It turns out that tax collection is the fourth emergency service. HMRC has decided that sometimes tax collection is such an urgent business that they cannot be expected to stick to the speed limits. The taxman is on a new list of services which could be allowed to speed.
But why? And will they get what they want?
The new rulesThe list is one that has been included in a Department for Transport consultation exercise into whether they can broaden the list of organisations that are allowed to exceed the legal speed limit. The Department said: "The changes would have two major effects. Firstly it will allow certain other vehicle purposes to be included in speed limit exemption regulations. Secondly it will prescribe a high speed training course that drivers must undertake (or be in the process of taking) before they are permitted to exceed speed limits."
Part of the consultation is a proposed list of organisations who could be permitted to break the rules. HMRC is top of the list, which also includes Ministry of Defence bomb disposal experts, the Security Services, Blood Transfusion serves, Mountain Rescue, Coastguard and RNLI.
Many of these seem obvious. After-all it doesn't make sense for your lifeboat crew to be stuck in traffic while you're clinging to a rock. However, it's harder to see why the taxman needs to be in such a hurry.
Why?However, it makes a bit more sense when you consider some of the things the taxman has to get up to. It's not all poring through tax returns, their personnel also chase smugglers and criminal gangs, using covert surveillance. It's these investigators who might need to be in a bit of a rush if the criminals they are tailing step on the gas.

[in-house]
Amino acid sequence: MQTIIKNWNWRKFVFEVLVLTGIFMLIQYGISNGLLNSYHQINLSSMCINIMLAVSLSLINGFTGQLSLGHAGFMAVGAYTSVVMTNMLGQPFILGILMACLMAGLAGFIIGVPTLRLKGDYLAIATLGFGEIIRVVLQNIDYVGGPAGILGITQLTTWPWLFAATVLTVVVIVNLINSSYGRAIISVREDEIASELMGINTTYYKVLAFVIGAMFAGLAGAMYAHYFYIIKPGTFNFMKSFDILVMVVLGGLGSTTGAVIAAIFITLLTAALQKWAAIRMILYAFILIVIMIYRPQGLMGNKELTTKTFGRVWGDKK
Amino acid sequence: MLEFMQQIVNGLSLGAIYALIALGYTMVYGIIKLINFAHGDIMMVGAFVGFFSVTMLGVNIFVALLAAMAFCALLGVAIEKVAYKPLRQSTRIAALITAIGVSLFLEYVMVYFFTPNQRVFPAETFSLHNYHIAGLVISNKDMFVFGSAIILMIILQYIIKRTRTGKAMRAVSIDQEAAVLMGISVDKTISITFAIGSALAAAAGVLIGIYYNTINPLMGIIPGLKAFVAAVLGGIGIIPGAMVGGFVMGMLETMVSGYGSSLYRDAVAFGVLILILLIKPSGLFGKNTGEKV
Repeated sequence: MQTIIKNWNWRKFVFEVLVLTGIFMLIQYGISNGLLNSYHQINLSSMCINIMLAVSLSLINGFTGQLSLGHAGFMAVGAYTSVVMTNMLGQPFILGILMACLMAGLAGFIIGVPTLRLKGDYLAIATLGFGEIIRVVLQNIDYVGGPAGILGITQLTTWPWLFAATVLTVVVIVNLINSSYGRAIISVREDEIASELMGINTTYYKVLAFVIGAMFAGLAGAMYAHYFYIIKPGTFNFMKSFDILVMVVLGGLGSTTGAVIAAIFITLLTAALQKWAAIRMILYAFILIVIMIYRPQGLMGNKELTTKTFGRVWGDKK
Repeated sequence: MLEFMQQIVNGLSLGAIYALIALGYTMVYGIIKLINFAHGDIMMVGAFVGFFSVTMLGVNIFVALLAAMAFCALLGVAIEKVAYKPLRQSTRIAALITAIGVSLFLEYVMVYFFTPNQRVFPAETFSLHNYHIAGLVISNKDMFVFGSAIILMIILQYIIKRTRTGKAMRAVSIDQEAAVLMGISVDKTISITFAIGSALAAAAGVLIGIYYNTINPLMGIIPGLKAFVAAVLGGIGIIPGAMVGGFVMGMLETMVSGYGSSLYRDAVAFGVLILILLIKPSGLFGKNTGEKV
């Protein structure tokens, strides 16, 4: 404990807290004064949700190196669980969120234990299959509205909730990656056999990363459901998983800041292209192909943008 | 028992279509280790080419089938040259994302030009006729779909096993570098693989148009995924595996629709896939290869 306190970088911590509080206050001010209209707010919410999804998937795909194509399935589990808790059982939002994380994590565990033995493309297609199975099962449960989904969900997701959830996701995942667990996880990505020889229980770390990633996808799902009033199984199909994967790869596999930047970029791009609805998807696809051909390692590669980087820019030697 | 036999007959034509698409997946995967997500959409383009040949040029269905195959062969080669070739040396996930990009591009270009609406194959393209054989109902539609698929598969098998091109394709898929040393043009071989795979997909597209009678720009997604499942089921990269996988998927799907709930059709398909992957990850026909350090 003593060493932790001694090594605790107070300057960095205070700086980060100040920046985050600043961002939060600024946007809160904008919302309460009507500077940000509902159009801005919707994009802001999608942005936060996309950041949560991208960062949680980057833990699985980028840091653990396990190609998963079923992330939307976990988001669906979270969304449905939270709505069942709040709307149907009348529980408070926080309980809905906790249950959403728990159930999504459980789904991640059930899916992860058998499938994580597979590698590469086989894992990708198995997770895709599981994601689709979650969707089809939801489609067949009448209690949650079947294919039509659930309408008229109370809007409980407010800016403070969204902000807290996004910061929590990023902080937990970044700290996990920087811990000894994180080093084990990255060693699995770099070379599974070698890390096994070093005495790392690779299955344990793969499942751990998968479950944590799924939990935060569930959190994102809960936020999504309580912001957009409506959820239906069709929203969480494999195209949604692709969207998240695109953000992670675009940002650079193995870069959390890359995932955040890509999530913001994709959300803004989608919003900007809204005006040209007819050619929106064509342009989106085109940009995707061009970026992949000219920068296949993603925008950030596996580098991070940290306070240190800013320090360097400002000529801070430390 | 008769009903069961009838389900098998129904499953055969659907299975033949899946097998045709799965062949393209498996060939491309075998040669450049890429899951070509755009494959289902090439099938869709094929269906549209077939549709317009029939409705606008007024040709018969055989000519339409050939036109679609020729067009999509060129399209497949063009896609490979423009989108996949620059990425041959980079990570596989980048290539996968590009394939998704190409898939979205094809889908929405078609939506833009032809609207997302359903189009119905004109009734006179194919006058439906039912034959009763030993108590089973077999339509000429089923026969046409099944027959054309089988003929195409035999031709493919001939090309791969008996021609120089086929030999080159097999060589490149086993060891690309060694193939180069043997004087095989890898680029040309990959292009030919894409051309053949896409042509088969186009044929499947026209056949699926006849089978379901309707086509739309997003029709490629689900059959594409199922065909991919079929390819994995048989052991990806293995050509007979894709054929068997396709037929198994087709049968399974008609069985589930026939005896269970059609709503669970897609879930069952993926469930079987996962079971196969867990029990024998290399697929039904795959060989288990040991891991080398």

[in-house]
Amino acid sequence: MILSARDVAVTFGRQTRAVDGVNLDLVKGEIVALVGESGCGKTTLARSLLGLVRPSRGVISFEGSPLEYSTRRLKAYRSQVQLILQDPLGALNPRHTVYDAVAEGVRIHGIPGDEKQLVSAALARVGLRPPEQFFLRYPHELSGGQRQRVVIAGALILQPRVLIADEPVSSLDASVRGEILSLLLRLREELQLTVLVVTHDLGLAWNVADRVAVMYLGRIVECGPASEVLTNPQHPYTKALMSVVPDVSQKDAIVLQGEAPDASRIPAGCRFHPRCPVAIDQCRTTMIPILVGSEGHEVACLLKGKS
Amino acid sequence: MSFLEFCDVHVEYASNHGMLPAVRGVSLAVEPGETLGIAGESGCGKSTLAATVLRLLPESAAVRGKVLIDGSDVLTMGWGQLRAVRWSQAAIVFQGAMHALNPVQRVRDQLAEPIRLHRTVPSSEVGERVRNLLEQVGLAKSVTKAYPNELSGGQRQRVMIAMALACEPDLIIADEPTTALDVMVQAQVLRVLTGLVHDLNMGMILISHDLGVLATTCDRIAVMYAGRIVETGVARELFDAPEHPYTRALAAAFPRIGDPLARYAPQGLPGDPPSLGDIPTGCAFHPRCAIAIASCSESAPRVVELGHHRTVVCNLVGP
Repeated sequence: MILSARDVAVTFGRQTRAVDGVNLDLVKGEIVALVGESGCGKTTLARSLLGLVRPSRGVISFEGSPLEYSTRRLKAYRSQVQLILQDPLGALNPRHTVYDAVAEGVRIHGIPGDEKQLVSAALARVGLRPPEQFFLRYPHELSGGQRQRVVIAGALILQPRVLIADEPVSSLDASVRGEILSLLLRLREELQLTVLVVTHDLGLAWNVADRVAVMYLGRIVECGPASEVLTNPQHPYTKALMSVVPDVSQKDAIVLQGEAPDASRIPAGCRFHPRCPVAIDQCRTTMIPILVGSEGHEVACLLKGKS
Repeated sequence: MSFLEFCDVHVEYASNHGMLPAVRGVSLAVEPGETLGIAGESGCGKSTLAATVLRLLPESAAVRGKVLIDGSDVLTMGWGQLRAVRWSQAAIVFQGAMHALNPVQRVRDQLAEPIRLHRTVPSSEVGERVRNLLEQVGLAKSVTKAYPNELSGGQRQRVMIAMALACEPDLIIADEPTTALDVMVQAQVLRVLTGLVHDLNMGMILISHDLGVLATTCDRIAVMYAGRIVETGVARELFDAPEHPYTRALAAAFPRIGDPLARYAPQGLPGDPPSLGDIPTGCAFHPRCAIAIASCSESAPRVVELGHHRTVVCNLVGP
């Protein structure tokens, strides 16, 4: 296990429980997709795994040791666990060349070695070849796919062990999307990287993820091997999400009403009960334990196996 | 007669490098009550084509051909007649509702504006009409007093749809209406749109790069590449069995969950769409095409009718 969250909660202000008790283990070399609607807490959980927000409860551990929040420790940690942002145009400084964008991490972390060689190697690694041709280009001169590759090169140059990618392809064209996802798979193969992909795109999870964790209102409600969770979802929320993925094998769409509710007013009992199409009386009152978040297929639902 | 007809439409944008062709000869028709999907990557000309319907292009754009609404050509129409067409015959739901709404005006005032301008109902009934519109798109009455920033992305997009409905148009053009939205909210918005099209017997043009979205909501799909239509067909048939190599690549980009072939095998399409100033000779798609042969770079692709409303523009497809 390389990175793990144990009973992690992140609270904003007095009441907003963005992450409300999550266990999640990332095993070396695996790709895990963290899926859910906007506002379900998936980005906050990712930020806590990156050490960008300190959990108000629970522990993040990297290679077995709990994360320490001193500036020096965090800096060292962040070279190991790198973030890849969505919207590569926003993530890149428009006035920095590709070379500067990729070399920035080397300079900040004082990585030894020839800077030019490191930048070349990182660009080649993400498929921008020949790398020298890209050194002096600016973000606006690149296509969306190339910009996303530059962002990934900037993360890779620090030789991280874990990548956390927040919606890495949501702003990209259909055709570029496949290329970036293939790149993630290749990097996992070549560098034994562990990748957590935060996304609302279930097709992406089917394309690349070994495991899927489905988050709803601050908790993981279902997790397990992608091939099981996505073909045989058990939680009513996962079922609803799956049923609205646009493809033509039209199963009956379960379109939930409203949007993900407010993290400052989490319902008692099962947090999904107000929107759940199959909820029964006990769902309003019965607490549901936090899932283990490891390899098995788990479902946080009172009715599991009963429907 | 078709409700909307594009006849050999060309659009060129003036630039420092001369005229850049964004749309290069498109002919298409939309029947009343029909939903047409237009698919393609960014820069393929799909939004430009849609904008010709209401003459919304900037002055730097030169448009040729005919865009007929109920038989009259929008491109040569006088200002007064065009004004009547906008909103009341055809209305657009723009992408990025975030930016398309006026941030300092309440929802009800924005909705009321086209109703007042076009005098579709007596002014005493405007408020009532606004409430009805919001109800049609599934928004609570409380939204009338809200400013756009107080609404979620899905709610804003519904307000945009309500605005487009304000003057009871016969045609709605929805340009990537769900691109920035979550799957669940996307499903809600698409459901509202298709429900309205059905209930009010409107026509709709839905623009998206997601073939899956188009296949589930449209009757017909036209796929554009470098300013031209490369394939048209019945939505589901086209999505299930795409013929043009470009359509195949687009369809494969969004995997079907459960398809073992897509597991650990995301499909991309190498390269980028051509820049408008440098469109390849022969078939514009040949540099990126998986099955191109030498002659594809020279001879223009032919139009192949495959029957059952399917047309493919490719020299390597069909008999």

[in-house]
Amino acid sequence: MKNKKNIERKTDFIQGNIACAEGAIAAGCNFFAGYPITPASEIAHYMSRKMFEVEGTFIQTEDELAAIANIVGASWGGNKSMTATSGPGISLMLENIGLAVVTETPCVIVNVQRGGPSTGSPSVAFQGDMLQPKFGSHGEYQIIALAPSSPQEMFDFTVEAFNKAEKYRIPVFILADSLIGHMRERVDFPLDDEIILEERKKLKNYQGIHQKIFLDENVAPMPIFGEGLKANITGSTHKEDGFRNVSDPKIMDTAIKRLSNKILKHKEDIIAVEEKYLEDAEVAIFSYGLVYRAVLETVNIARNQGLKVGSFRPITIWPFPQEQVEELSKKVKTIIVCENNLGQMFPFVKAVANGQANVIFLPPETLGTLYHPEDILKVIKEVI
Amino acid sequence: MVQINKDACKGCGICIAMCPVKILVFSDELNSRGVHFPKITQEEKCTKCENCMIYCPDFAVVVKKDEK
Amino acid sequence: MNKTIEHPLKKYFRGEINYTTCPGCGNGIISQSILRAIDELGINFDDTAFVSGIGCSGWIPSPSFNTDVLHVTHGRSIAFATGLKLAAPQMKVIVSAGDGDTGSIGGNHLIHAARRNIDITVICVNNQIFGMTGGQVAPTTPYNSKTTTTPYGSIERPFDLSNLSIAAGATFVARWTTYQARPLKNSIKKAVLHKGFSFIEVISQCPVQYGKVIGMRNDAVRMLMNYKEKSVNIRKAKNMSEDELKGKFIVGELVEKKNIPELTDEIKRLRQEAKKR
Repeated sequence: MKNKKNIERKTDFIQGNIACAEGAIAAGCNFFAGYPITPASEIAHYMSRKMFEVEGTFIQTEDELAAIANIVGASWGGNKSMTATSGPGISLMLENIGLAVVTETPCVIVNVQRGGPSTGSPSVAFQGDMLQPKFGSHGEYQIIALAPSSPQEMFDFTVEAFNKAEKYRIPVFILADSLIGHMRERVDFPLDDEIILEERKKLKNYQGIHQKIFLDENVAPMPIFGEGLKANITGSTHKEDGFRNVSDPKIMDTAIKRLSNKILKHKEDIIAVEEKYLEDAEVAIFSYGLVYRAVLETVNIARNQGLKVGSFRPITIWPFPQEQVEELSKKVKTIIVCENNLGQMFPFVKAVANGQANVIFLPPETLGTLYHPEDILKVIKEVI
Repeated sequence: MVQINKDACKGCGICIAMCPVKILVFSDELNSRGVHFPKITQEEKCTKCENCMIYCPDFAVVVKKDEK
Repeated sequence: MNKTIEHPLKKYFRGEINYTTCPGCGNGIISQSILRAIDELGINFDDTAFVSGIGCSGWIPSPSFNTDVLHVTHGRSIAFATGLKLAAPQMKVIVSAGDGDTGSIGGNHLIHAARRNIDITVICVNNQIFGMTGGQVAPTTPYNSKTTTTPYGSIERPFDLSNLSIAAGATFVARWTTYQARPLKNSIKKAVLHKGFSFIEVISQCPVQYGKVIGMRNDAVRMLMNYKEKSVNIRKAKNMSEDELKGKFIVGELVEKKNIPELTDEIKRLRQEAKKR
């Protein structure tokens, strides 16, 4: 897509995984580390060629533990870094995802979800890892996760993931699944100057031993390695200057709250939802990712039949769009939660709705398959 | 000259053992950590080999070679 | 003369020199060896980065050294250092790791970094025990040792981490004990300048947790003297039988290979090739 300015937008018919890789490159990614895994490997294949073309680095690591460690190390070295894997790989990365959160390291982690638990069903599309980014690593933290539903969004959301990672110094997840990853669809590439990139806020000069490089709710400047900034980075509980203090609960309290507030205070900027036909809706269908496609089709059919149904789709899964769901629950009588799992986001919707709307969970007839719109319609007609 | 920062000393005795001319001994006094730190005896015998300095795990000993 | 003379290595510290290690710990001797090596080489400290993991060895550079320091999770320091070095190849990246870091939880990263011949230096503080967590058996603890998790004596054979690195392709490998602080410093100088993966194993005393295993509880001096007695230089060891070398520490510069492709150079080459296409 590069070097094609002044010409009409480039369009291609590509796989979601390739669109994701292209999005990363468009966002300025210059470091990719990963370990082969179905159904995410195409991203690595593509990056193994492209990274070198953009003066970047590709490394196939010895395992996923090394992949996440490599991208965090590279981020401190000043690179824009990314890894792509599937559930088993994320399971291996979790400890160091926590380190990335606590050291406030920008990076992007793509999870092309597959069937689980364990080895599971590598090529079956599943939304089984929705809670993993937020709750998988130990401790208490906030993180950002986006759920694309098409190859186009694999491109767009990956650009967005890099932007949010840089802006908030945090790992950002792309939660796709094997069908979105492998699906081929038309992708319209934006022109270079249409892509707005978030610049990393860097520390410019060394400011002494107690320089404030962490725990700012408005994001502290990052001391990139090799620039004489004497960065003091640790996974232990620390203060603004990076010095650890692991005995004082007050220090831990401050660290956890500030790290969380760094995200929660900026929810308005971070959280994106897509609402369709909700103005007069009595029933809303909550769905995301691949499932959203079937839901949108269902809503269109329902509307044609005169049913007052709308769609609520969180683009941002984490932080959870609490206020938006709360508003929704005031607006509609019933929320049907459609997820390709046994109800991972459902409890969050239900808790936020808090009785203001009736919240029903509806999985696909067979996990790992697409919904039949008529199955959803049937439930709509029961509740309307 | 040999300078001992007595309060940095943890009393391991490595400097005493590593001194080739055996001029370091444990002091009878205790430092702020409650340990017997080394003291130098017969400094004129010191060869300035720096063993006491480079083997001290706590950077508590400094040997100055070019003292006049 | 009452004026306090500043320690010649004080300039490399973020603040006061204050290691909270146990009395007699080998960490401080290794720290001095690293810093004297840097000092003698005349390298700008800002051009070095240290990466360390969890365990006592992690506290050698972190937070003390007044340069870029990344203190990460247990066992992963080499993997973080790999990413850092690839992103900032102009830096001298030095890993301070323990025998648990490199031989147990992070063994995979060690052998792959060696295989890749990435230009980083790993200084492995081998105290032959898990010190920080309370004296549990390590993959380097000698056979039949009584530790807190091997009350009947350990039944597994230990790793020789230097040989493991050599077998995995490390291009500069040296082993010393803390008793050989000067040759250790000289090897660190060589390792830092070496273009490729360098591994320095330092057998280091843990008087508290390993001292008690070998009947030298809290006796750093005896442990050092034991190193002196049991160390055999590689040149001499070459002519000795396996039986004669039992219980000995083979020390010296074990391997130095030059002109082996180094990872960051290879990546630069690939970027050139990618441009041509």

The DoT explains: "Customs surveillance operations mirror the activities of the police service and they have extensive arrest and investigatory powers."
Before 2003 the experts thought there was small loophole in current legislation which says that anyone doing roughly the same thing as the police should have an exemption, but in the last nine years the legal advice has changed, so police no longer offer driver speed training to these investigators. The idea is to make their position clearer so they can be property permitted and trained.
And while this may seem like a small group to devise a special law for, around the country, at any one time, there are usually around 500 HMRC investigators involved in covert surveillance, so that's a huge grey area at the moment.
So what do you think. Should the taxman be allowed to speed? The consultation is open until 27 February 2013, so you still have time to make your opinion heard.